The woodwork itself looks good on the gramophone, and the decal is lovely. The motor also looks good, but I have to repair the spring case. At first I was unsure how to do it, but after googling a bit, and also finding a youtube video showing how to make a new hook inside a clock spring barrell, I will try to make a new rivet/hook inside the barrell. At first I felt this maybe was a metal work where applying heat was necessary, but I now understand it is cold metal work, and that I after careful measurements, need to fasten the new metal screw by peening the screw on the outside of the barrell, a work that I have never tried out before, but will be interesting to try. I am learning by trying and failing, since I am absolutely not a craftsman, but the fact that I have been able to service and grease up some springs now, give me confidence. I will post photos of the barrell, if I am able to fasten a new rivet/hook. As one can see from the photos the spring used inside this barrell is not fastened by a tear drop hole in the spring, but instead by a hook. On the bottom of the barrel lies the broken plate that was uses as a hook for the upper spring, I yesterday evening drilled the screw out of the barrell, to remove this broken plate, actually the plate as it looks now had been used as an attachment point for the spring, without being curved like the hook for the upper spring, and it of course had put a too big stress on the point.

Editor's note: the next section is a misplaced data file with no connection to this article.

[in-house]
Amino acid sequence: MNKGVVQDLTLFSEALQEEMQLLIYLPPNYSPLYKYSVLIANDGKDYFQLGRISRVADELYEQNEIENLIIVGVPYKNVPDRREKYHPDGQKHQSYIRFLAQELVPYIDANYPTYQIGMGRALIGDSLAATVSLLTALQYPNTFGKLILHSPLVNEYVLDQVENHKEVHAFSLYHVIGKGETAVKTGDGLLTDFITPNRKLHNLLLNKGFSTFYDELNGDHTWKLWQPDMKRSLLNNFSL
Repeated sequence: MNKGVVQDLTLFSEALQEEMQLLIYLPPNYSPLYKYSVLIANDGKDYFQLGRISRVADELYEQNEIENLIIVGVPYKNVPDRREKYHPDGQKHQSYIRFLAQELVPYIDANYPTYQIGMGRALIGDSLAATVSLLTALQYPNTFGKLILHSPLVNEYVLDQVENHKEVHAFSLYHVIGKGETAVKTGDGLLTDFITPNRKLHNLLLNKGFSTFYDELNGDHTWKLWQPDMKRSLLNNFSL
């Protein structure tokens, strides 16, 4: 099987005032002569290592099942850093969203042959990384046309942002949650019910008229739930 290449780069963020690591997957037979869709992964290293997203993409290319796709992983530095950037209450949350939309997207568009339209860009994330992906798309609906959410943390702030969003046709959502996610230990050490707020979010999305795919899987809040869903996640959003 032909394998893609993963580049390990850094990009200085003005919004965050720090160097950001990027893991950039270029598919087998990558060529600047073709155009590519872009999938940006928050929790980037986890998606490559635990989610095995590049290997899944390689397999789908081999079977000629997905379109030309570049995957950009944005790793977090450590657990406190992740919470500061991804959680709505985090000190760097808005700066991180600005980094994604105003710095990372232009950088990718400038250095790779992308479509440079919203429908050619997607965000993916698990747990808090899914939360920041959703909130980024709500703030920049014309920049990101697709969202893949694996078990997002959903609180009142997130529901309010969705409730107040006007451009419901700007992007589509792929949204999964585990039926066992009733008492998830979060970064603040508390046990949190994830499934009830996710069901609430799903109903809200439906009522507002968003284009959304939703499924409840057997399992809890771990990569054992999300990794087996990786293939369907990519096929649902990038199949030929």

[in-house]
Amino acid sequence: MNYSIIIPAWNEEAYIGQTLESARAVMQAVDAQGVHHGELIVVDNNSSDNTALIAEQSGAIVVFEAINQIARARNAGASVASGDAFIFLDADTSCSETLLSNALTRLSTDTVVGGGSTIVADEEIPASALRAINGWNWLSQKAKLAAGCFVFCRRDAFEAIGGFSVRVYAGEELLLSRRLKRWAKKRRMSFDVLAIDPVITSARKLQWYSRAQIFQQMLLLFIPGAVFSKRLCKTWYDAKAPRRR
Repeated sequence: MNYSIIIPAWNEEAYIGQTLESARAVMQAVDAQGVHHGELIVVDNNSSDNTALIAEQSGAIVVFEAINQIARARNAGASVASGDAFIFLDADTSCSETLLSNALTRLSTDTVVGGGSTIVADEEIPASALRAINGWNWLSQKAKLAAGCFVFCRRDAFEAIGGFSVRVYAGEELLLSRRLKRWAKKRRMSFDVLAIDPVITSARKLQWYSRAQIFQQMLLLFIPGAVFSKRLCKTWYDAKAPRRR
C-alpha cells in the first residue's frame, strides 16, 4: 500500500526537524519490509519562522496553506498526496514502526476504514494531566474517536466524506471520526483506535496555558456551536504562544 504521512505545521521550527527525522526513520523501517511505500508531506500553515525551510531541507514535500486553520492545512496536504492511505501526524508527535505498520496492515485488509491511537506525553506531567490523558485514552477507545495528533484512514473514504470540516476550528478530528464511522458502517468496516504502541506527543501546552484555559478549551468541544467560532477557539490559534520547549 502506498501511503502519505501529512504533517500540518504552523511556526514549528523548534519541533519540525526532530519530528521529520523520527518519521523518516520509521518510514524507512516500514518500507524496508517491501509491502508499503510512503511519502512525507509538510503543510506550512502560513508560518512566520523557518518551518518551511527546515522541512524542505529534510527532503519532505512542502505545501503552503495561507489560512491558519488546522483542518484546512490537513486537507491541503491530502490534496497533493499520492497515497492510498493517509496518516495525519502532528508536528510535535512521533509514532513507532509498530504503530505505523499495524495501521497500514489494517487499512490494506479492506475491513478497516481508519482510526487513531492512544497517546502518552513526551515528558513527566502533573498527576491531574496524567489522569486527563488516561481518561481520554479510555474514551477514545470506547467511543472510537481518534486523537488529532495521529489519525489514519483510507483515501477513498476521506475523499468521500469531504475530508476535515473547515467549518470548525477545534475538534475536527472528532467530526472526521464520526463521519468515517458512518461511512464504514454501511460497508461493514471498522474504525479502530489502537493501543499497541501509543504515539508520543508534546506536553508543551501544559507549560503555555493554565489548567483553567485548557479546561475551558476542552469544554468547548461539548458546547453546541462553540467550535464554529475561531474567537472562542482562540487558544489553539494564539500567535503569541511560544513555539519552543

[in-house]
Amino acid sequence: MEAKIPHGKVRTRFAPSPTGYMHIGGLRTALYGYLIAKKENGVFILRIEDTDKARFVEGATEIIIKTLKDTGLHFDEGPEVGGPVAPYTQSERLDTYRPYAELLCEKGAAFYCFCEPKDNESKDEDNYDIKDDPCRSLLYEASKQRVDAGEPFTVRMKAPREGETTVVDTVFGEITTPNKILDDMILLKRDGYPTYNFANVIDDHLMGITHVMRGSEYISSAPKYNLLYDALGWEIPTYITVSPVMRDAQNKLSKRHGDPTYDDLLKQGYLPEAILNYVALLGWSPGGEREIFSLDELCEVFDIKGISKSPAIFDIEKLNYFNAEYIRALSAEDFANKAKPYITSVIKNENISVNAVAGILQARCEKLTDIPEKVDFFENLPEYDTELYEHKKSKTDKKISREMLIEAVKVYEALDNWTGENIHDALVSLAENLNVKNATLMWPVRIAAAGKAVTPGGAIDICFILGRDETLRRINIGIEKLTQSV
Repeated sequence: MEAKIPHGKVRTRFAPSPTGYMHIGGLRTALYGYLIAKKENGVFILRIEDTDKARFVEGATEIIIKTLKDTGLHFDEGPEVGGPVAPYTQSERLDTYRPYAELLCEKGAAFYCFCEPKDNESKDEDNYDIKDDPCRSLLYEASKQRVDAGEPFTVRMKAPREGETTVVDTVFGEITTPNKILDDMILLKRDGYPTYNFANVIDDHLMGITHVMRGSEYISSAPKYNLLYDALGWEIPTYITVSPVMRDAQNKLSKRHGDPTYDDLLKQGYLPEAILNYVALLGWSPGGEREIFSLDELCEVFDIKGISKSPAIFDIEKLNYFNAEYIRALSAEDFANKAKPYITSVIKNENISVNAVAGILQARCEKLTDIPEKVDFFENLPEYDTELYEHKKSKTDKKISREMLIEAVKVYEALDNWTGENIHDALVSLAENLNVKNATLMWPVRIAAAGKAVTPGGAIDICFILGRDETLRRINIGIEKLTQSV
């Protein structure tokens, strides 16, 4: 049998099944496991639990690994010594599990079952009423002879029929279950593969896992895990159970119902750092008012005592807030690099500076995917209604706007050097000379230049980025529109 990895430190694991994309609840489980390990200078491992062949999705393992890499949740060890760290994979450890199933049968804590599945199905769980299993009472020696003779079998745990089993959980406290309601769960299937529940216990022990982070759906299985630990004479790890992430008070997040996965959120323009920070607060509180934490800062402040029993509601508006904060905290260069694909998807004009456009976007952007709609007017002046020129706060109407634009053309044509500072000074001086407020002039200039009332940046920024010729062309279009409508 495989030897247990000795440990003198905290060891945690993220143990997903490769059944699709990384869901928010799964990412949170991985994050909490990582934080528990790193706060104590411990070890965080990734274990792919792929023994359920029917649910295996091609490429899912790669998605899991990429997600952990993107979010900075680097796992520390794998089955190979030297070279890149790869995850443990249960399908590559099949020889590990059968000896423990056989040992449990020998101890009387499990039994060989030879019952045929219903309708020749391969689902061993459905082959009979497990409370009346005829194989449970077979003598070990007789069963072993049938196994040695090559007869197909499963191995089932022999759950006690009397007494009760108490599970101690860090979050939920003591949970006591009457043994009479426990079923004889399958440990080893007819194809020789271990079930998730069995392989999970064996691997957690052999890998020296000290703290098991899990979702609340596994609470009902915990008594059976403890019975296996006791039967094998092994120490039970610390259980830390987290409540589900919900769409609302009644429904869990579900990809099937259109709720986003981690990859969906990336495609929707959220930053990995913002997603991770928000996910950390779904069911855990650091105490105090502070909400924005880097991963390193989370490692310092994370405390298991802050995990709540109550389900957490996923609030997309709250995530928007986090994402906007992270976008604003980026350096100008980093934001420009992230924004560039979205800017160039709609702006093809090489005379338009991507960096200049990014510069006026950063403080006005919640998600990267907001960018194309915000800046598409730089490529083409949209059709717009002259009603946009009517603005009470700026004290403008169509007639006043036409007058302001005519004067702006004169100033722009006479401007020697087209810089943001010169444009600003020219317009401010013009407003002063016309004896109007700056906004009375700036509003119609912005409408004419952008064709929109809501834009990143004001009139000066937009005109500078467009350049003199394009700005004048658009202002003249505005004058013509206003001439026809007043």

I guess this is it for now, I am attaching a lot of photos, showing the gramophone from both the inside and outside.
It wuill for sure also be interesting to read if someone can explain a bit more about the direction of the two springs, compared to the Victrola springs!


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 Post subject: Re: Restoration of a HMV 109
PostPosted: Thu Oct 10, 2019 1:12 pm 
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Victor Jr
Joined: Fri Mar 17, 2017 2:52 pm
Posts: 41
Location: Chicago
I have two 109s, which I acquired through the Talking Machine Forum as a pair, and I love them. They sound really good and look nice. One is the older style, like yours, with the first iteration of the automatic brake; the other is a slightly later style with the autobrake that also starts the turntable as well thanks to a ratchet spring mechanism.

I actually bought a second newer motorboard assembly to place in my older one so I would have two of them with the later autobrake, and discovered that they aren't interchangeable. HMV changed the cabinet dimensions very very slightly over time, and parts for newer 109s won't necessarily fit older ones, and vice versa. But at least I have a spare motor, and it came with a winding handle which I actually needed, as my pair only had one between them.